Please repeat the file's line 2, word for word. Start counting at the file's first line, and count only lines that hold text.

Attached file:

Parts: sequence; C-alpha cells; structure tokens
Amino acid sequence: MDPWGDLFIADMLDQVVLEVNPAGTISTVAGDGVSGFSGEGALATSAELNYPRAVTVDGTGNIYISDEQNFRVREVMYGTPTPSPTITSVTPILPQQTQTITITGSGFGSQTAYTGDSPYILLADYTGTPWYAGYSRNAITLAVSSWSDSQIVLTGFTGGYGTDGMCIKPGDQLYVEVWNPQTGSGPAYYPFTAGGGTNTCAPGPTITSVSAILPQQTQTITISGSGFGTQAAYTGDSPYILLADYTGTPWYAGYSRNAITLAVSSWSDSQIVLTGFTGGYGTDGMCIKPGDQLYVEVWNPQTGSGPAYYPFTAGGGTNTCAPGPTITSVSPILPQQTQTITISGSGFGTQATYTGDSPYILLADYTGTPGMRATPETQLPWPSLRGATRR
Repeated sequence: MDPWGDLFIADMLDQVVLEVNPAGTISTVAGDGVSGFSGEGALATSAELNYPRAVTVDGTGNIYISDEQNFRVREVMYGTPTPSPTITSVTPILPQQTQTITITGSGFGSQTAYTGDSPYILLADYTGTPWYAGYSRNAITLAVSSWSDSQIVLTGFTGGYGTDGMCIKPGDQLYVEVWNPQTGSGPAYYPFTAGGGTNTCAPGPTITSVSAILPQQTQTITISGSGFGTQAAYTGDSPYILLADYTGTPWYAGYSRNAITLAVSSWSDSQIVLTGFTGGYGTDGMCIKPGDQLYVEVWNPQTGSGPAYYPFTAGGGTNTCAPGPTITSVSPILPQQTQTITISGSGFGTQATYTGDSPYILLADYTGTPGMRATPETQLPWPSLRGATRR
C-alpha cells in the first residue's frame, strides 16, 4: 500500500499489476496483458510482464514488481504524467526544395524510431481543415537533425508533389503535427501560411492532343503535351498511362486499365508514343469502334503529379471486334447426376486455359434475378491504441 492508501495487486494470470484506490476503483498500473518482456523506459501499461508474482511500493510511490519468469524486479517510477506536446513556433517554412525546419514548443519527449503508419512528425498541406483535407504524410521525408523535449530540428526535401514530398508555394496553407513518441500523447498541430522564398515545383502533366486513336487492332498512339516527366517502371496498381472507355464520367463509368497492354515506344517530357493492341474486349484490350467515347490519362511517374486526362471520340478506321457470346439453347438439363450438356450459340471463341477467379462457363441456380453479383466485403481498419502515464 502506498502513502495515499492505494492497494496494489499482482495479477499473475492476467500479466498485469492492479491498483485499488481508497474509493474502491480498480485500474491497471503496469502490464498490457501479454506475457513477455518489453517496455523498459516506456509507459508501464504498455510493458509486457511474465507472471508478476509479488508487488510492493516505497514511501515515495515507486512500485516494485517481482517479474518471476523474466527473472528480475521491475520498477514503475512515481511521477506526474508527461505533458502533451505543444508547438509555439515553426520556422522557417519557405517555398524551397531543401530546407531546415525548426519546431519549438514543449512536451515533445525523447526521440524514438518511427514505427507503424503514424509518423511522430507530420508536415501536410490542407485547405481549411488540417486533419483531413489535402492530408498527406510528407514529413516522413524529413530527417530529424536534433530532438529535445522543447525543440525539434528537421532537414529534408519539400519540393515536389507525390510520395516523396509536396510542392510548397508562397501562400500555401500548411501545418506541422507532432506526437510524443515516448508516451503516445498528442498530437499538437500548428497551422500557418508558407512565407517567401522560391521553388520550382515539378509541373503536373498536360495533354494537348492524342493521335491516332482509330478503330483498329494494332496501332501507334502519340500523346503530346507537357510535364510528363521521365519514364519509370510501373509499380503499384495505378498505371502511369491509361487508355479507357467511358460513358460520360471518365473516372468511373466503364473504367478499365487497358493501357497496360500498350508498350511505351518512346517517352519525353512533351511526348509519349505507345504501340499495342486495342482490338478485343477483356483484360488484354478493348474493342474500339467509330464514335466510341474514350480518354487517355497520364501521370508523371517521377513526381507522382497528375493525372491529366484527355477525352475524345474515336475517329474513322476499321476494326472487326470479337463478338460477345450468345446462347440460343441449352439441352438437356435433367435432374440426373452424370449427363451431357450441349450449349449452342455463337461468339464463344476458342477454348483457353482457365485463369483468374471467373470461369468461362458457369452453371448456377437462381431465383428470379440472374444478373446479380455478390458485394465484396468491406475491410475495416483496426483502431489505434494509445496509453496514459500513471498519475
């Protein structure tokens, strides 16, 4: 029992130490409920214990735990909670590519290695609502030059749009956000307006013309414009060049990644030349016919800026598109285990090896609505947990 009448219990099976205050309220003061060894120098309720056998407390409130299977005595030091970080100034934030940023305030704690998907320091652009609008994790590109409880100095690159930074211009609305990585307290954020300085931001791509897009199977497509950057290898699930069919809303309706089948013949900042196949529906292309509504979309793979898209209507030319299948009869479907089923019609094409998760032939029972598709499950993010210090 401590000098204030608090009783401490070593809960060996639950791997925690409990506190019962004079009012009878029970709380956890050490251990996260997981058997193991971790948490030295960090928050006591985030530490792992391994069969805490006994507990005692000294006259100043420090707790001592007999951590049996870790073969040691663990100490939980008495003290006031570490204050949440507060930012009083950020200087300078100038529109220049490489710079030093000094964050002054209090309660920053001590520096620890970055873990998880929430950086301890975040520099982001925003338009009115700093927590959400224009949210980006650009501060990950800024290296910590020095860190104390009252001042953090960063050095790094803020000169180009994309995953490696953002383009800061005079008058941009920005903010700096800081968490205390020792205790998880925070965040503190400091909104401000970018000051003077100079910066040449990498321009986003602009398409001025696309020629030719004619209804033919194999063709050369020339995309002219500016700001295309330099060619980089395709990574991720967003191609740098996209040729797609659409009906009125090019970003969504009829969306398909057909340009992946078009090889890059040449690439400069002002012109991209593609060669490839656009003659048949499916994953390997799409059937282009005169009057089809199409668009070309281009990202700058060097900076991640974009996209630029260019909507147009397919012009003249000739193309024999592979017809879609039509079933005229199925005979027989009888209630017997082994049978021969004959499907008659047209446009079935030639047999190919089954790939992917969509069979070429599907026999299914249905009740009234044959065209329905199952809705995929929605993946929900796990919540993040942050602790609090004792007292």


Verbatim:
Amino acid sequence: MDPWGDLFIADMLDQVVLEVNPAGTISTVAGDGVSGFSGEGALATSAELNYPRAVTVDGTGNIYISDEQNFRVREVMYGTPTPSPTITSVTPILPQQTQTITITGSGFGSQTAYTGDSPYILLADYTGTPWYAGYSRNAITLAVSSWSDSQIVLTGFTGGYGTDGMCIKPGDQLYVEVWNPQTGSGPAYYPFTAGGGTNTCAPGPTITSVSAILPQQTQTITISGSGFGTQAAYTGDSPYILLADYTGTPWYAGYSRNAITLAVSSWSDSQIVLTGFTGGYGTDGMCIKPGDQLYVEVWNPQTGSGPAYYPFTAGGGTNTCAPGPTITSVSPILPQQTQTITISGSGFGTQATYTGDSPYILLADYTGTPGMRATPETQLPWPSLRGATRR